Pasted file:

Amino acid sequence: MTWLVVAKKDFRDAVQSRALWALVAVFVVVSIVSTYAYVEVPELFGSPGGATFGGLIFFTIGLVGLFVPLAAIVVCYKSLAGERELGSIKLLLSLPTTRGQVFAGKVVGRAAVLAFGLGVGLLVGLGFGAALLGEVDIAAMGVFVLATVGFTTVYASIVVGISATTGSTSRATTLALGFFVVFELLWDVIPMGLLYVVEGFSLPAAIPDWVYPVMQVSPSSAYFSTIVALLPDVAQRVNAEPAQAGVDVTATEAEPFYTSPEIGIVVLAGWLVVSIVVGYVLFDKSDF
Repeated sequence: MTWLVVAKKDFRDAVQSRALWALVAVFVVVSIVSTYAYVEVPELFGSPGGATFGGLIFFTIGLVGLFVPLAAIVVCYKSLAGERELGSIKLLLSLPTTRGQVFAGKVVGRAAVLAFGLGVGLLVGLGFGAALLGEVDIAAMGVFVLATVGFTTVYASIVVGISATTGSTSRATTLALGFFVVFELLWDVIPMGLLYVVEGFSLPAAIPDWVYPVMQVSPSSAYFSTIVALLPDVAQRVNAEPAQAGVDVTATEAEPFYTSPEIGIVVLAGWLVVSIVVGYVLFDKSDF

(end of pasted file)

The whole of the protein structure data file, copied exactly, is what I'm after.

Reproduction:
Amino acid sequence: MTWLVVAKKDFRDAVQSRALWALVAVFVVVSIVSTYAYVEVPELFGSPGGATFGGLIFFTIGLVGLFVPLAAIVVCYKSLAGERELGSIKLLLSLPTTRGQVFAGKVVGRAAVLAFGLGVGLLVGLGFGAALLGEVDIAAMGVFVLATVGFTTVYASIVVGISATTGSTSRATTLALGFFVVFELLWDVIPMGLLYVVEGFSLPAAIPDWVYPVMQVSPSSAYFSTIVALLPDVAQRVNAEPAQAGVDVTATEAEPFYTSPEIGIVVLAGWLVVSIVVGYVLFDKSDF
Repeated sequence: MTWLVVAKKDFRDAVQSRALWALVAVFVVVSIVSTYAYVEVPELFGSPGGATFGGLIFFTIGLVGLFVPLAAIVVCYKSLAGERELGSIKLLLSLPTTRGQVFAGKVVGRAAVLAFGLGVGLLVGLGFGAALLGEVDIAAMGVFVLATVGFTTVYASIVVGISATTGSTSRATTLALGFFVVFELLWDVIPMGLLYVVEGFSLPAAIPDWVYPVMQVSPSSAYFSTIVALLPDVAQRVNAEPAQAGVDVTATEAEPFYTSPEIGIVVLAGWLVVSIVVGYVLFDKSDF